Evgeni Malkin becomes first Russian to win Conn Smythe Trophy

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PITTSBURGH - Evgeni Malkin didn't have to say very much during these playoffs to make a statement.

The reluctant superstar put together the most productive spring in more than a decade, racking up a playoff-best 36 points and helping lead the Pittsburgh Penguins to the Stanley Cup. That earned Malkin the Conn Smythe Trophy on Friday night, making him the first Russian ever to be named playoff MVP. In fact, he's just the third European following Henrik Zetterberg last year and Nicklas Lidstrom in 2002.

Other than brief on-ice interviews with CBC and the NHL Network, he didn't speak to reporters in English after receiving the trophy.

"Big day in my life," Malkin said while his teammates paraded around with the Stanley Cup. "My friends are happy, I'm happy."

One year after fading in the playoffs, Malkin was at his best in the final two rounds.

He had eight goals and 17 points over the final 11 games as the Penguins swept the Carolina Hurricanes in the Eastern Conference final before beating the Detroit Red Wings in a seven-game Stanley Cup thriller.

As a result, he fulfilled his dream of having a picture taken with Sidney Crosby and the NHL's championship trophy - a photo similar to the one featuring Mario Lemieux and Jaromir Jagr from the franchise's last championship in 1992.

"I think about it a lot, especially these last (two) weeks," he said before Game 7. "It's my dream. Me and Sid, just like that."

Any way you look at it, Malkin had a stellar season.

He's the first player since Lemieux in 1992 to take home both the regular season and playoff scoring titles. He's also a finalist for the Hart Trophy at next week's awards show in Las Vegas.

Essentially, the only thing keeping him from being a bigger star is his reluctance to conduct interviews in English.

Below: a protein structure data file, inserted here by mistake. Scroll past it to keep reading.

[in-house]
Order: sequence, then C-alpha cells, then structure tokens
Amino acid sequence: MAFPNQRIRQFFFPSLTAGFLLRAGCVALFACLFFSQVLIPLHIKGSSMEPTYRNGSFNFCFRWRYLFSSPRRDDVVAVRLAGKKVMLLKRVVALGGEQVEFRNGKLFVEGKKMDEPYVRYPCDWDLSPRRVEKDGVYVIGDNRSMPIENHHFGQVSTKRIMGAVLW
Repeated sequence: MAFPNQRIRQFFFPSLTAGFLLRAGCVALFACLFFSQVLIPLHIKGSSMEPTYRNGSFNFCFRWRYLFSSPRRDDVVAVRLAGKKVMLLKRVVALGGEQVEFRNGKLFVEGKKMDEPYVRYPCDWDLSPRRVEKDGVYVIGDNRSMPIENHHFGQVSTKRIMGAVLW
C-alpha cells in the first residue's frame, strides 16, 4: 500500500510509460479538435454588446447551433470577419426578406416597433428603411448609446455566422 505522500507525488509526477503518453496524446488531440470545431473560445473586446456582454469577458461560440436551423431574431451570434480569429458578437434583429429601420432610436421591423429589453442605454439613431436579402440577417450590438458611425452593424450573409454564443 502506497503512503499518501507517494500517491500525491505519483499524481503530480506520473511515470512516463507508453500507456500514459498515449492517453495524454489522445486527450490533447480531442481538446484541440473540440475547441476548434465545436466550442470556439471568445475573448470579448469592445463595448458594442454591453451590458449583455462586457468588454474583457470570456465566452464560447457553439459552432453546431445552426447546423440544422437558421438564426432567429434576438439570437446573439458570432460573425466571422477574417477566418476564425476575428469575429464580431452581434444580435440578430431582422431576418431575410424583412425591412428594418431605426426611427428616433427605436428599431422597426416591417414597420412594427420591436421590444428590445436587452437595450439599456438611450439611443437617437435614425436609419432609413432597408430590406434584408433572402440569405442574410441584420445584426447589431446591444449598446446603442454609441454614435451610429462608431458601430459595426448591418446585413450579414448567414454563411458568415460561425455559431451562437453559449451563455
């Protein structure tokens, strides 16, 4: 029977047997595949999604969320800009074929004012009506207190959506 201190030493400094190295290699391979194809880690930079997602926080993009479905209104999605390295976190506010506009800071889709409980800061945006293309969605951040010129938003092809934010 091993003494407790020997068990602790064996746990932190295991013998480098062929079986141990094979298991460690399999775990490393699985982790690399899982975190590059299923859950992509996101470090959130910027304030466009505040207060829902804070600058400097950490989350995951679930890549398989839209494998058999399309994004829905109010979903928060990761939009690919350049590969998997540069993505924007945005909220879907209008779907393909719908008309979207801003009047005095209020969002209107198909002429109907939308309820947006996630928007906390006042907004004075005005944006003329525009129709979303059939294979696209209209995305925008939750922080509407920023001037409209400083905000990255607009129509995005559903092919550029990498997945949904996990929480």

Malkin only came to the podium for one interview session during the Stanley Cup final, but he made a lasting impression during that visit. Sitting alongside linemate Max Talbot, he joked that his teammate had "bad hands" and could only score into empty nets. The room erupted in laughter.

In fitting fashion, it was Talbot's two goals that lifted the Penguins to victory.

"Hey, I still have bad hands," said Talbot. "These two goals don't improve my stickhandling skills. Like Geno said, I still have to work on it during the summer."

On the ice, Malkin was just as impressive. He had two hat tricks during this playoff run and scored arguably the nicest goal this spring, coming out from behind the net and backhanding a shot over Cam Ward's shoulder in the third round.

The praise for his strong finish provides a stark contrast to the criticism he received at the end of last season. He was a ghost in the final two rounds then, registering just five points over the final 10 games.

Teammates saw a big difference this time around.

"I think people lose sight of how young some of these guys are on the team," said Penguins defenceman Brooks Orpik. "Like him (Malkin), Jordan (Staal), Sid. They're still so young. So much pressure is put on these guys.

"It was (Malkin's) first time playing that long. I don't think his body was really physically ready for it. I think he's done a lot better job off the ice preparing his body for this time of the year."

Needless to say, the preparation paid off.

Malkin had the most points in any playoff season since Wayne Gretzky put up 40 in 1993.



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